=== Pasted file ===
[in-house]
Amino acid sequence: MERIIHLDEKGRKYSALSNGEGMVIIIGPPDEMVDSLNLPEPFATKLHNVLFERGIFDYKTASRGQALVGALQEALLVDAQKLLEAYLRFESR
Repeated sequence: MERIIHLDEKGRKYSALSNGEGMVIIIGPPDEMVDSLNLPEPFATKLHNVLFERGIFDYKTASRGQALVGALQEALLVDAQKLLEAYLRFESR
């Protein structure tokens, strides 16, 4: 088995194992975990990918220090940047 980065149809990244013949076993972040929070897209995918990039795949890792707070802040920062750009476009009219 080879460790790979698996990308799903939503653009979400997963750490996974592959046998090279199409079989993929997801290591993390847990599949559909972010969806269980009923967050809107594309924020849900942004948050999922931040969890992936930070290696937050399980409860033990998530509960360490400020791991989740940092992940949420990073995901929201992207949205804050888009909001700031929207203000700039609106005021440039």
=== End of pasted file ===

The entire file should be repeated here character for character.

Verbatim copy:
[in-house]
Amino acid sequence: MERIIHLDEKGRKYSALSNGEGMVIIIGPPDEMVDSLNLPEPFATKLHNVLFERGIFDYKTASRGQALVGALQEALLVDAQKLLEAYLRFESR
Repeated sequence: MERIIHLDEKGRKYSALSNGEGMVIIIGPPDEMVDSLNLPEPFATKLHNVLFERGIFDYKTASRGQALVGALQEALLVDAQKLLEAYLRFESR
């Protein structure tokens, strides 16, 4: 088995194992975990990918220090940047 980065149809990244013949076993972040929070897209995918990039795949890792707070802040920062750009476009009219 080879460790790979698996990308799903939503653009979400997963750490996974592959046998090279199409079989993929997801290591993390847990599949559909972010969806269980009923967050809107594309924020849900942004948050999922931040969890992936930070290696937050399980409860033990998530509960360490400020791991989740940092992940949420990073995901929201992207949205804050888009909001700031929207203000700039609106005021440039």